Martin Luther devoted his life to studying the Bible. Today’s Scripture passage from I Thessalonians 2:13 highlights what was at stake for Martin Luther 500 years ago. It’s the standard by which every preacher is to be held, and every ruling elder’s decisions need to be scrutinized.

When clergy and elders gather together in Church councils, their decisions are to be pondered as to whether they represent God’s Word. We as Presbyterians believe as a matter of theological principle, that councils can and will err. They will make decisions saying they represent God’s Word when in fact they are following a human word.

We Presbyterians believe we are guided by God’s Word in making such discernments.

This is not simply a matter of theological nit-picking that’s irrelevant church talk. What’s at stake in knowing God’s Word from a human word can affect people’s lives. There are times when political leaders cast themselves as defenders of God’s will and purpose. It is up to every Christian to discern whether these national speakers represent God.

You are quite aware of the consequences of when entire nation can go wrong on such a thing. And that nation was primarily a Protestant nation. In fact, it was the same nation that gave us Martin Luther.

Germany, Weimer Germany from the 1920s, 30s, and 40s. Germany was primarily Protestant, – Lutheran and Reformed – with the exception of southern Germany – which was primarily Roman Catholic.

Adolph Hitler ran a political campaign based on promoting German Christianity – a racially-pure Christianity. Jesus was an Aryan. Germany was divinely chosen by God to rule the earth.

The people of Germany bought Hitler’s public rhetoric. Many saw him as Germany’s Messiah. There were posters in German store windows of Jesus with a Beatific halo and underneath his portrait were the words, “In the beginning was the Word . . .” The quotation of course is from the Gospel of John 1:1 where Jesus is described as the Word of God.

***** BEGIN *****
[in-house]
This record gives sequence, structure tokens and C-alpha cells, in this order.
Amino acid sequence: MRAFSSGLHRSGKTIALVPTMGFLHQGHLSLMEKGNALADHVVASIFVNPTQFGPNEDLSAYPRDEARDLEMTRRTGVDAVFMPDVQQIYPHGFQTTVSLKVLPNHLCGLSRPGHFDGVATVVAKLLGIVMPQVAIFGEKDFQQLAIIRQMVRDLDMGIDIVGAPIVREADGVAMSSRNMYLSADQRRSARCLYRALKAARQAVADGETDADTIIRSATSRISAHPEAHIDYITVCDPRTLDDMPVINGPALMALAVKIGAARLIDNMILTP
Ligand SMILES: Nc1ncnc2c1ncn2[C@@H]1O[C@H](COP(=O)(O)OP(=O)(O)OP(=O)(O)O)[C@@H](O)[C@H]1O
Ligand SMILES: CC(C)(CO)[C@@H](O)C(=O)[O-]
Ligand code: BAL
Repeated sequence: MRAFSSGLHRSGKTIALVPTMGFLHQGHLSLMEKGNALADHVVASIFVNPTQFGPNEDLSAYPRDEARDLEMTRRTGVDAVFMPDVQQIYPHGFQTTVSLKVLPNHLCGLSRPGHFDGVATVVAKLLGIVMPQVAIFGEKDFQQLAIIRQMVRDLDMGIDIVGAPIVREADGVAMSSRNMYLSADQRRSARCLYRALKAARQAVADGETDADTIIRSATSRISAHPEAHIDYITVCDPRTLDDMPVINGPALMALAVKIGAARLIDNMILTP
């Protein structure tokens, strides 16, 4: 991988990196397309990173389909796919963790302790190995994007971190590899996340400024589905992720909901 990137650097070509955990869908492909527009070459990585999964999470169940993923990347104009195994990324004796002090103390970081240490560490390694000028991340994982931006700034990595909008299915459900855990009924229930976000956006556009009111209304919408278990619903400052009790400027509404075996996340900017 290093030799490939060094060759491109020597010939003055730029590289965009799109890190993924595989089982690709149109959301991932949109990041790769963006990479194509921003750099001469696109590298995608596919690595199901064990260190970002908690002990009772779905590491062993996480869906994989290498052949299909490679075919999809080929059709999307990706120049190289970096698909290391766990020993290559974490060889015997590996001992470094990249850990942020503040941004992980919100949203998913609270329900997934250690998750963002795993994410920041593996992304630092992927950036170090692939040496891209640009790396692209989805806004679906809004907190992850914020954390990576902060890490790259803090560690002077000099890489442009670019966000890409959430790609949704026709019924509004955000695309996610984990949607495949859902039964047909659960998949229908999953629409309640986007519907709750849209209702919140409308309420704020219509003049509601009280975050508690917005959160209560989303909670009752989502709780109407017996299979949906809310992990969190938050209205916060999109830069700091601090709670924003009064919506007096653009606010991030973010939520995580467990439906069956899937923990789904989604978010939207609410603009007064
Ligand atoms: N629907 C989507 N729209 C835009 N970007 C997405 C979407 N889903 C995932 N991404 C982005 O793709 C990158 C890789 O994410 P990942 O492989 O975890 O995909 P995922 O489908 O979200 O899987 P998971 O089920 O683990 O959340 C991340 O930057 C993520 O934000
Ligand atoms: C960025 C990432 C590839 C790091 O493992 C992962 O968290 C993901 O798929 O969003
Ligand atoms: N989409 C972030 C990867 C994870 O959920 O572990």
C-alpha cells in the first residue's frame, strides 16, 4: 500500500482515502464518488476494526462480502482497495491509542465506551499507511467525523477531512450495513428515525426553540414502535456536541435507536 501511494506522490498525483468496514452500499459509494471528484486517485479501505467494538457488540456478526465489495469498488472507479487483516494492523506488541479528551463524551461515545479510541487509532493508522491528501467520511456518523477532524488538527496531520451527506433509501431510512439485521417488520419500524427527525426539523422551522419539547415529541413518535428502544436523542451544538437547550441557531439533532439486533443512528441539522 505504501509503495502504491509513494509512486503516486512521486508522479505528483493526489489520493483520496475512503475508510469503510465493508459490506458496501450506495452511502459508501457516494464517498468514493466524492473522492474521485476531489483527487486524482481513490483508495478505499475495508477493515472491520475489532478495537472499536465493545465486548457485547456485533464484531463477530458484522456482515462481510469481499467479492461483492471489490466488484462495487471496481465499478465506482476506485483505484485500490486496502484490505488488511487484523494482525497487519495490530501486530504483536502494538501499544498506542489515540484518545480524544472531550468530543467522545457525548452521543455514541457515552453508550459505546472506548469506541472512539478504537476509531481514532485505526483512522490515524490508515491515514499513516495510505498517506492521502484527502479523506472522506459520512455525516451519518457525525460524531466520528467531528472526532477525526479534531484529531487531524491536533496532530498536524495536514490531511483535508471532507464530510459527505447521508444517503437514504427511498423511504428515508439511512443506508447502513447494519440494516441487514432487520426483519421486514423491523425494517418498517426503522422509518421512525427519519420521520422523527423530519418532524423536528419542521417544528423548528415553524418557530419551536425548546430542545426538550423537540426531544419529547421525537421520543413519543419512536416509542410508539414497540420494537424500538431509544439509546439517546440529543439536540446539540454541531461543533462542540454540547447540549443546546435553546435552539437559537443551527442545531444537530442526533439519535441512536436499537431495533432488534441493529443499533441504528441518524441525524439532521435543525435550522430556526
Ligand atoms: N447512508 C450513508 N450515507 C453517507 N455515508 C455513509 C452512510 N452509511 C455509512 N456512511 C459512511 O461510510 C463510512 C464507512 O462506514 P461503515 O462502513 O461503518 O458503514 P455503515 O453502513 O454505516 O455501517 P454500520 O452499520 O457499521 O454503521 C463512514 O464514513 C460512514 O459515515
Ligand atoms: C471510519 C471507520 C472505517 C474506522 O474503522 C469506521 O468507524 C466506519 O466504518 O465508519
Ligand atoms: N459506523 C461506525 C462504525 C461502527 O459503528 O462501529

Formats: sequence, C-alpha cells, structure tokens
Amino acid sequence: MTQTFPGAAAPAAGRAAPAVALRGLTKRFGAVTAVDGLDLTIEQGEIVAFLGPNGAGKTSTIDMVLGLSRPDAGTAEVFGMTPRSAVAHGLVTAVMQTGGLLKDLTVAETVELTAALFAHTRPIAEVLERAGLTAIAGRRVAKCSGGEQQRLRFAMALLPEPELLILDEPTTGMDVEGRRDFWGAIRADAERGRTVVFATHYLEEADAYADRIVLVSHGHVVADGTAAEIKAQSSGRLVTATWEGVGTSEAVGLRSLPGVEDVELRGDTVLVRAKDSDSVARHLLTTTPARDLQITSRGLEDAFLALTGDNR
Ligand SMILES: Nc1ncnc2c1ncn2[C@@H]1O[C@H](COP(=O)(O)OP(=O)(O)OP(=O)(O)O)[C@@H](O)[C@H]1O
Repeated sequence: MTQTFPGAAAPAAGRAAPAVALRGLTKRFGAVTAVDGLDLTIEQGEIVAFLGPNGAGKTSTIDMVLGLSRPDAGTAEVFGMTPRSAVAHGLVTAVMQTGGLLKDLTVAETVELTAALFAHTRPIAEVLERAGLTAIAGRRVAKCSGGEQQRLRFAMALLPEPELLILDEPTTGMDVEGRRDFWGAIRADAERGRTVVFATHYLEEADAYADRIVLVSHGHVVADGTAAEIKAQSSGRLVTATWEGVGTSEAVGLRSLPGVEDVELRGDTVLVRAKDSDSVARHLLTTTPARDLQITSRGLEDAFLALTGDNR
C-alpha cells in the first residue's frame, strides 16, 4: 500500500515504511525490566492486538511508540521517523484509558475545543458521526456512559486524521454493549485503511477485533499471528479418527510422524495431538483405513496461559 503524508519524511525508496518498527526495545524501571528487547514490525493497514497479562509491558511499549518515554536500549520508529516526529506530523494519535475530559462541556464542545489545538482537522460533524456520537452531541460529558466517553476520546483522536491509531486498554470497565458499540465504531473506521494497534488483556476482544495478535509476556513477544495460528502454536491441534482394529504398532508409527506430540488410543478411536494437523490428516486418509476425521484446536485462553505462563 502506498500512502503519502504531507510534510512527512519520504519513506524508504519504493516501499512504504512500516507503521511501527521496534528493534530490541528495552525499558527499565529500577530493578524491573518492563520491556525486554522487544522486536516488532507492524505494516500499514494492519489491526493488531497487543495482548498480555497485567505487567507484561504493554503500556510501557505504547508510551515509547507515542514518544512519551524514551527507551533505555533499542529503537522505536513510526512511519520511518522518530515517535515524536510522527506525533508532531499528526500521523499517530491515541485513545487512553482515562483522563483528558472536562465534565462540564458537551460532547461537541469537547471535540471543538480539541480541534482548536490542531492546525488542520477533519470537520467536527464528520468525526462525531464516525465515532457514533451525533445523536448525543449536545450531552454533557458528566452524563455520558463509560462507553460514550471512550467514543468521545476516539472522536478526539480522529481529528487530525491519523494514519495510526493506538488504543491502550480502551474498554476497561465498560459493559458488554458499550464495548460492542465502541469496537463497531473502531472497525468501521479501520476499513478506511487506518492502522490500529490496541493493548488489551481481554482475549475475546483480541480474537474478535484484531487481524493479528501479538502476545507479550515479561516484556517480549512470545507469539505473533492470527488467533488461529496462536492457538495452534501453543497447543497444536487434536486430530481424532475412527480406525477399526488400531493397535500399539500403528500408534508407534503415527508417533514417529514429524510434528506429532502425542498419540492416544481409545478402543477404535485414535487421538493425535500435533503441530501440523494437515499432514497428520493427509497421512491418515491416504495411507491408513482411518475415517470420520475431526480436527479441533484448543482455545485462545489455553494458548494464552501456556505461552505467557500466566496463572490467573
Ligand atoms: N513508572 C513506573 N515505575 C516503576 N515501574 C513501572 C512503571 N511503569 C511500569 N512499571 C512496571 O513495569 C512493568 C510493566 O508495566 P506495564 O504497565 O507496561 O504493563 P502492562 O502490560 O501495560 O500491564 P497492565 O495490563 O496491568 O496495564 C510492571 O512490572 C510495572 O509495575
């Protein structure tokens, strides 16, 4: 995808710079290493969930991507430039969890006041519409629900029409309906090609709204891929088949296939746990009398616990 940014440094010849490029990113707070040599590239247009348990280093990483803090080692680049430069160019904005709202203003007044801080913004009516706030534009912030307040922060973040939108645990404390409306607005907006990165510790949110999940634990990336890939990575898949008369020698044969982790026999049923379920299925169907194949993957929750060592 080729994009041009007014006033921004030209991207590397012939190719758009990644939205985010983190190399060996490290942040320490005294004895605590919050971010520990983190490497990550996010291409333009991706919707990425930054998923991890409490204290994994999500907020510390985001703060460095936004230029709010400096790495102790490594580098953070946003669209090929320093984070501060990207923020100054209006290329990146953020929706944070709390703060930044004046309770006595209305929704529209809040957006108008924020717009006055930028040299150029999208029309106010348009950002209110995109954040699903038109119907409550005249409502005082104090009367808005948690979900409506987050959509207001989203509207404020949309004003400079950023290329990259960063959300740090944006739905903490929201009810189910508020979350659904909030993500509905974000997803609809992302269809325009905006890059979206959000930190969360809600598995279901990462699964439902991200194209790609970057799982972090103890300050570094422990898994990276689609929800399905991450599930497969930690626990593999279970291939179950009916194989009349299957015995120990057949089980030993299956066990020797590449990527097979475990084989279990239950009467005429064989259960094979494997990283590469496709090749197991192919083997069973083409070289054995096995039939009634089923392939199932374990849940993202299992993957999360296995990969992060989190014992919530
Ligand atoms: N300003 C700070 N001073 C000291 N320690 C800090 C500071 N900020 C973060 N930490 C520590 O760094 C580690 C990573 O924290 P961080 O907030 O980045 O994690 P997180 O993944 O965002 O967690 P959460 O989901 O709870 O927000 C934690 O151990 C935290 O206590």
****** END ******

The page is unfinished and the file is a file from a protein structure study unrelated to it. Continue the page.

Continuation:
Hitler was identified by the nation with Jesus – as if Hitler’s political rhetoric was God’s Word. It wasn’t God’s Word. Hitler was speaking a human word – a word not worthy of being followed let alone be associated with God’s Word to humanity.

Adolph Hitler could never have fielded an army if this primarily Protestant, Christian nation had followed God’s Word instead of Adolph Hitler’s word.

Too many Christians spend too little time measuring political and social rhetoric by whether it expresses God’s Word.   They ignore the words in the public air. It’s too much trouble to make a comparison.

We can’t afford to continue this practice if we are faithful to God, and care about our futures. Not only our future but the future of generations depends on whether or not we care to compare human words with God’s Word.

God’s Word is a corrective for misguided human intentions and purposes. God’s Word is what brings misguided people back to the pathway of God.

Certainly the Church has made its share of mistakes through history. Christians are sinners and Church leaders aren’t totally saints. But where God’s Word is reforming people in Christ’s image, new life can emerge that is the Church’s response to Jesus’ direction for our lives. God’s Word is reforming the Church beyond what divided the Church during the Reformation.

A few months ago, I was invited to attend an ecumenical conference of Christian leaders at LaRoche College with Christian Associates of Southwestern Pennsylvania. There was the Pastor to the Presbytery of Pittsburgh Presbytery standing beside Bishop Zubick of the Pittsburgh Diocese of the Roman Catholic Church, and representatives from the Eastern Orthodox Church, as well as bishops from Methodist, Lutheran, and Anglican Churches, along with leaders from non-denominational Protestant congregations.   This was a conference discussing mutual cooperation and reconciliation that would have been inconceivable during the time of Martin Luther.

In the Roman Catholic Church today there are eucharistic ministers who are lay-people who serve the sacraments along with priests, similar to elders in Presbyterian Churches. The Roman Catholic Church has a freedom of conscience clause in Vatican II pronouncements that Presbyterians would recognize as echoing their own foundational sentiments.

This is the work of God’s Word – reforming the Church today. God is speaking to the Church today, and we are recognizing as Christians that we share far more in common than what separates us. We need one another in a world that is becoming more assertive in challenging Christian faith.

But where there are Christians who earnestly want to know God and not simply a human opinion, who enthusiastically want to love God and not simply love themselves, and who are passionate about serving God rather than serving their own interests, there are Christians who are reformed, always being reformed according to God’s Word.

Amen.